As a result of all of this uncertainty, Elizabeth was granted more freedom and, although still a prisoner, was permitted to walk in the palace's privy garden. The story in "The Miraculous Preservation" of a boy bringing flowers to Elizabeth and Elizabeth's fellow prisoner trying to communicate with her through this boy (the son of an officer of the Tower) is actually true as it is confirmed in a report by Simon Renard to the Queen. I love the way this true story is used in the novel "Virgin and the Crab" by Robert Parry as John Dee's way of communicating with Elizabeth through the flowers, using the meanings of the flowers which he once taught her to make messages - wonderful! Elizabeth was also permitted to walk in the great gallery and this extra "freedom" must have given Elizabeth hope that Mary was going to release her and spare her life. Did she dare hope?
Elizabeth's hopes were dashed when the new Constable of the Tower, Sir Henry Bedingfield, was ordered on the 4th May 1554 to raise a hundred troops. Elizabeth must have been truly terrified to see all of these new guards - surely this meant that she was going to be executed and that these guards were for crowd control. However, Mary had decided to release her sister from the Tower and place her under house arrest. On the 19th May, the anniversary of her mother's execution, Elizabeth was escorted from the Tower and taken by water to Richmond.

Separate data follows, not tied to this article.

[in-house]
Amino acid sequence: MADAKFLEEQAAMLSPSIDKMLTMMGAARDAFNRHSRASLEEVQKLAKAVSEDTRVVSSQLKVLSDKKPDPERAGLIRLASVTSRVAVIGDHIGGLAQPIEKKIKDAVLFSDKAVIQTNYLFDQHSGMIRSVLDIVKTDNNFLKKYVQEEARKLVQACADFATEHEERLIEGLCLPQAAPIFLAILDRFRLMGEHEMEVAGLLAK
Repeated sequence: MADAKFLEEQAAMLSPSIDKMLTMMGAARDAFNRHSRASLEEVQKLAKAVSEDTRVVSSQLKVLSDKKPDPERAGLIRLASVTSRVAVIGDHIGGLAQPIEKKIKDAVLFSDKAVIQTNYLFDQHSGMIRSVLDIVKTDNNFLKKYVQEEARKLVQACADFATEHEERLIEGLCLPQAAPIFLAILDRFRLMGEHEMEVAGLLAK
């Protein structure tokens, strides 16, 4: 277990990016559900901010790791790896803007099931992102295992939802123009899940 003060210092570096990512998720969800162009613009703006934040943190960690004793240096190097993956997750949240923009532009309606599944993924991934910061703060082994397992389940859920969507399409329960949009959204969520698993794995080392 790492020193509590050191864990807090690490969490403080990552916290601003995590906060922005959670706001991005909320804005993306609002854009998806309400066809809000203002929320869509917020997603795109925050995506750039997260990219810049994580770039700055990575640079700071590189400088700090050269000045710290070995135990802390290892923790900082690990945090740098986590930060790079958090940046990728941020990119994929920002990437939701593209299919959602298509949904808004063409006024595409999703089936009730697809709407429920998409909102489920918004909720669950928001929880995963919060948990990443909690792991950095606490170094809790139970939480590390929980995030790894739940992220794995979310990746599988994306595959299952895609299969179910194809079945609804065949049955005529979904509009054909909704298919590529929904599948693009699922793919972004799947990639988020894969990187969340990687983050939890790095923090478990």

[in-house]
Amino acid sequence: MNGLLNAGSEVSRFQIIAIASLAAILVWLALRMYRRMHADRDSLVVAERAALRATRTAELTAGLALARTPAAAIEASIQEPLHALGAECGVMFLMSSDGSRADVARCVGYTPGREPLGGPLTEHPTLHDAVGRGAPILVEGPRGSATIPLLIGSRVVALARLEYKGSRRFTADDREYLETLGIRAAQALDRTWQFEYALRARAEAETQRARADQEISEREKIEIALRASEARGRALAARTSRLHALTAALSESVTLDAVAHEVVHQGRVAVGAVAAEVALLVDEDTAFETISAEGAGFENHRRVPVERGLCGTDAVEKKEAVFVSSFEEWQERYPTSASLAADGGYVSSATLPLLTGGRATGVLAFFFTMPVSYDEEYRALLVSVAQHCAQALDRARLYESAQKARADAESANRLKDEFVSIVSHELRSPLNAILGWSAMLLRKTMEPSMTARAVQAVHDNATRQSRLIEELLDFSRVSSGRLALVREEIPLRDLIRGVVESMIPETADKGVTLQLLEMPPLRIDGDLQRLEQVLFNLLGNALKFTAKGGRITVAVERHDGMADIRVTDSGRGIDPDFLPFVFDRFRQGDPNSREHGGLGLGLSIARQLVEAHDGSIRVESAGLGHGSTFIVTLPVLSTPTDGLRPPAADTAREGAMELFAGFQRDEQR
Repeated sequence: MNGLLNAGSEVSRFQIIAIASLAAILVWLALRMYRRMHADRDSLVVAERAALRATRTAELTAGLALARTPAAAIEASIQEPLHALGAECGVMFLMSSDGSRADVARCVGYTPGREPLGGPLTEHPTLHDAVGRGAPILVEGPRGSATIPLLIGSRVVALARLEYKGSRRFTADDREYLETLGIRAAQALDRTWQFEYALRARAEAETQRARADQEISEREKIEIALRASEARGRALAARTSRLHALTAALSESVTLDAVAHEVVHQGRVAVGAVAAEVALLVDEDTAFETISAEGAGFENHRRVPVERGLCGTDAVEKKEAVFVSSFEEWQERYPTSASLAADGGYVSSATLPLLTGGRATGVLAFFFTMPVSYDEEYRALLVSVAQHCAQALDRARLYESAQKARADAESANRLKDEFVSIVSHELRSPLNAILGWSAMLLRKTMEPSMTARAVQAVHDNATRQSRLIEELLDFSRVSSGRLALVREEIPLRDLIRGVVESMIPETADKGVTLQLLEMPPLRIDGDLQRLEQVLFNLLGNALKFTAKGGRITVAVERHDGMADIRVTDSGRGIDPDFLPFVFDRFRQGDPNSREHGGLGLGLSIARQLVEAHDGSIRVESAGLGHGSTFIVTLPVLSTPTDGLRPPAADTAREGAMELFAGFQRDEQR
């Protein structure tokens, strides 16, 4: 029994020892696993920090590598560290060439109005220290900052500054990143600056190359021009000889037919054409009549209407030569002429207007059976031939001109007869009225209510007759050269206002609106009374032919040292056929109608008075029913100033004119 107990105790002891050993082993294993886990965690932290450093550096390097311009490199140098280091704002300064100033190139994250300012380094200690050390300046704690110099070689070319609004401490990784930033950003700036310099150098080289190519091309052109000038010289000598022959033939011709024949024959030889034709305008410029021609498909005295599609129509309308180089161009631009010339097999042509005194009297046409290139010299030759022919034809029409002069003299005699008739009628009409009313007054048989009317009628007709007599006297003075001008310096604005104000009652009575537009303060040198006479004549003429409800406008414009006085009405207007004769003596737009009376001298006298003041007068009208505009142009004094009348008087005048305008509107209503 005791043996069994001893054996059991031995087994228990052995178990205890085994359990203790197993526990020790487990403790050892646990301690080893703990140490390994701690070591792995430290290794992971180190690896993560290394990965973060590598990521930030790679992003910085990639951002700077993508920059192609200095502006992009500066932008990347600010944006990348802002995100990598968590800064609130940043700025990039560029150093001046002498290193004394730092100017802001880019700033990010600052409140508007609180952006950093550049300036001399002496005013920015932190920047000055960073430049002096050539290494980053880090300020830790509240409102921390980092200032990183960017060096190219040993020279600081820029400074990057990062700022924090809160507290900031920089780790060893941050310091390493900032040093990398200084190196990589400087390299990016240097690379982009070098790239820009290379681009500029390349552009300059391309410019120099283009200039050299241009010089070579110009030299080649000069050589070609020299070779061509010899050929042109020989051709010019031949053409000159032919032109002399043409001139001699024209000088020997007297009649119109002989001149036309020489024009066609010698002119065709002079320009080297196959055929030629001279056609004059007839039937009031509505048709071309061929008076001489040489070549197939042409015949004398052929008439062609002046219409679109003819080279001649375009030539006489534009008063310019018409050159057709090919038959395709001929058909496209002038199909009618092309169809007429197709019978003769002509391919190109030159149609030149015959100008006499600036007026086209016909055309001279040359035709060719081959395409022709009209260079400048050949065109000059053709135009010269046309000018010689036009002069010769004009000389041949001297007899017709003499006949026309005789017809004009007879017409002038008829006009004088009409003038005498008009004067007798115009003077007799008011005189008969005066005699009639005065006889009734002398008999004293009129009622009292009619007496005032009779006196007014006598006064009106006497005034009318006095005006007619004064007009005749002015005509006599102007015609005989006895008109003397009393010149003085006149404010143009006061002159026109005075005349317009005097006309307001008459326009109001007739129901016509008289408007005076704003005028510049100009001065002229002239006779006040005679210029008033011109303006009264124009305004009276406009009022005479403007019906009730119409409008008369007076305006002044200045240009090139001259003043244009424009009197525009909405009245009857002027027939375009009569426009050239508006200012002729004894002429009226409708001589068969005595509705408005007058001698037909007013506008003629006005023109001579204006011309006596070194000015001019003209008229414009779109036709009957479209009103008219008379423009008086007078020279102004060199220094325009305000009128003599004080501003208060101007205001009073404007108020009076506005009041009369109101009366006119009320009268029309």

Was Elizabeth relieved and happy? No. Starkey writes of how that night at Richmond was "one of the most disturbed nights of her life" because Elizabeth was convinced that she was going to be assassinated. "For this night, I think to die" is what she told her gentleman usher and I can understand her feeling this way - it would be convenient for Mary if Elizabeth was dispatched by an intruder, something that Mary could not be held accountable for.
After an awful night at Richmond, Elizabeth was taken to Woodstock in Oxfordshire, a journey which took 4 days and a journey which showed Elizabeth's popularity as people lined the streets to see her and her litter became laden with gifts. It was at Woodstock that she was going to be put under house arrest and carefully watched, it was not really freedom, was it? Elizabeth was quite aware of this and, in a message to her servants, she referred to a verse from St Matthew's Gospel: "Behold, I send you forth as sheep in the midst of wolves; be ye therefore wise as serpents, and harmless as doves." Elizabeth knew that both she and her servants would have to keep their wits about them if they were to survive, her enemies would be watching.
Based on a post from The Elizabeth Files by Claire Ridgway.
- "Elizabeth" by David Starkey
- "Virgin and the Crab" by Robert Parry